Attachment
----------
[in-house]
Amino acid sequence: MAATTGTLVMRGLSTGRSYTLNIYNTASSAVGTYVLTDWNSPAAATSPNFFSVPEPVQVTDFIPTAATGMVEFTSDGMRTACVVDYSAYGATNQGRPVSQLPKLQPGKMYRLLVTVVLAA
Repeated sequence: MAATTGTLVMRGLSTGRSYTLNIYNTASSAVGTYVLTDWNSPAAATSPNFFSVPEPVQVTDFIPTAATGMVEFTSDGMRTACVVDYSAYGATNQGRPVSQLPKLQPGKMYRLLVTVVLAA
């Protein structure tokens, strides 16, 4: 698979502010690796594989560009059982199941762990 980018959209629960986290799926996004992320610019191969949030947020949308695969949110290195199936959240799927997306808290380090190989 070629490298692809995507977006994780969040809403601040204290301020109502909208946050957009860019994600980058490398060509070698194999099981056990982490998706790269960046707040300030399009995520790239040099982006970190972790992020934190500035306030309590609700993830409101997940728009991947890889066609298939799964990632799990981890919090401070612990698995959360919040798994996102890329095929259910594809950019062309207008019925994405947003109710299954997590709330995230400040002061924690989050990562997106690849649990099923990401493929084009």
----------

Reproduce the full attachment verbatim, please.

[in-house]
Amino acid sequence: MAATTGTLVMRGLSTGRSYTLNIYNTASSAVGTYVLTDWNSPAAATSPNFFSVPEPVQVTDFIPTAATGMVEFTSDGMRTACVVDYSAYGATNQGRPVSQLPKLQPGKMYRLLVTVVLAA
Repeated sequence: MAATTGTLVMRGLSTGRSYTLNIYNTASSAVGTYVLTDWNSPAAATSPNFFSVPEPVQVTDFIPTAATGMVEFTSDGMRTACVVDYSAYGATNQGRPVSQLPKLQPGKMYRLLVTVVLAA
């Protein structure tokens, strides 16, 4: 698979502010690796594989560009059982199941762990 980018959209629960986290799926996004992320610019191969949030947020949308695969949110290195199936959240799927997306808290380090190989 070629490298692809995507977006994780969040809403601040204290301020109502909208946050957009860019994600980058490398060509070698194999099981056990982490998706790269960046707040300030399009995520790239040099982006970190972790992020934190500035306030309590609700993830409101997940728009991947890889066609298939799964990632799990981890919090401070612990698995959360919040798994996102890329095929259910594809950019062309207008019925994405947003109710299954997590709330995230400040002061924690989050990562997106690849649990099923990401493929084009």